Thursday, December 20, 2007

The Objectivist Implications of Ratatouille

In my crapulence, I missed out on Ratatouille in theaters, despite the fact that Brad Bird is one of my favorite directors, and Pixar hasn't made a film I haven't liked yet (with the potential exception of "Cars"). In any case, I basically purchased a blu-ray player just so I could watch the film in high-def the first time. That's how certain I was that I would like it.

The film certainly delivered on all fronts. While some of the messages about dealing with prejudice and, separately, about rising above your humble beginnings were a bit lost in the mix, I was dazzled by the film's amazing animation, great voice acting (esp. by fellow nerd Patton Oswalt), and uplifting ending.

So how does it relate with my last post?

Between "The Incredibles" and "Ratatouille," I think Brad Bird has really come full circle. once described "The Incredibles" as an "Ayn Rand bedtime story" and I basically tried to prove as much in my last post. But the message of "Ratatouille" seems drastically different. The film chronicles the activities of Remy, a rat who has a keen sense of smell, a complete understanding of English, and a strong desire for delicious food. The problem is that his rat-like appearance poses problems whenever he tries to get into a kitchen for grub that compares favorably to his normal dumpster-diving fare.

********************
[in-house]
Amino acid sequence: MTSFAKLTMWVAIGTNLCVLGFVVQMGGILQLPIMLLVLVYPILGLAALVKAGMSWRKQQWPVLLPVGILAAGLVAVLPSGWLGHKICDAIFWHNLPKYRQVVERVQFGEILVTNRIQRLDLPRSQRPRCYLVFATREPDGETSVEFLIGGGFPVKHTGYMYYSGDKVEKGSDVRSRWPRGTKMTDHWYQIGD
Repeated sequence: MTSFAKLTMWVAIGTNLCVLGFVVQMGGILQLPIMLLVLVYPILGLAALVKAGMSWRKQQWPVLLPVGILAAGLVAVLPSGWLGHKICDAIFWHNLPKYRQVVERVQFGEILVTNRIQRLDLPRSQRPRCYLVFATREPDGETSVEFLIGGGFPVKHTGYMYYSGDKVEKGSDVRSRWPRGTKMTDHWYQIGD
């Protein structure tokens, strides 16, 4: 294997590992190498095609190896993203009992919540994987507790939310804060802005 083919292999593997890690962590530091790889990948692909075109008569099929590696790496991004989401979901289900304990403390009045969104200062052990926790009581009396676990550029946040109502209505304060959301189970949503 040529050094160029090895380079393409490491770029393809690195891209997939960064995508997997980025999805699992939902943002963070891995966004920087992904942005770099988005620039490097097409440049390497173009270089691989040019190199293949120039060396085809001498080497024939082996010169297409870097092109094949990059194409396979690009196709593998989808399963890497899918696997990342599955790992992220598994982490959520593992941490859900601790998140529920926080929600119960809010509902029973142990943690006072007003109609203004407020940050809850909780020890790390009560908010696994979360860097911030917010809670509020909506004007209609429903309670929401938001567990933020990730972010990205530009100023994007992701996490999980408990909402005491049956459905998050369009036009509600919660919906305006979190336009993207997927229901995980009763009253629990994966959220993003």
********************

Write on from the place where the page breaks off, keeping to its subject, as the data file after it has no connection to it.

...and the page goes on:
One day while pawing through a kitchen for some foodstuffs, Remy encounters the work of master chef Auguste Gusteau, whose cooking skills and populist message ("Anyone Can Cook") resonate deeply with Remy.

Shortly afterwards, through a series of comedic and outlandish circumstances, Remy is marooned in Paris and figures out a mutually beneficial arrangement with a young boy named Alfred Linguini. They work out a system in which Remy pulls on his hair to control his hand movements, using him as a vessel to make divine culinary creations.

There's the standard bad guy and the obligatory love interest, but the heart of the story is Remy's break from his rat family and how he grapples with his role in the world. Does the world have a place for a chef from such humble beginnings? The end of the movie seems to offer an unequivocal and hopeful answer: Yes.

The thematic differences between "The Incredibles" and "Ratatouille" are quite stark. Whereas one argues that there are those among us who are inherently superior (and that's a good thing), the other argues that even the lowest of the low can achieve greatness. Whereas one argues that "special-ness" is something that is granted or inherited, the other shows that it must be worked at, in the midst of obstacles that risk even life and limb. Whereas one is a celebration of the superiority of others, the other is a celebration of egalitarianism, and the triumph of an indomitable will.

"Ratatouille" repudiates the message of "The Incredibles" and it does so in a way that only a genius like Brad Bird could. It is sweeping in its simple and profound message. It has characters that grow and change throughout the course of the film's running time. And it is deeply moving.

See it!

BONUS VIDEO: For longtime readers, you'll know what this is: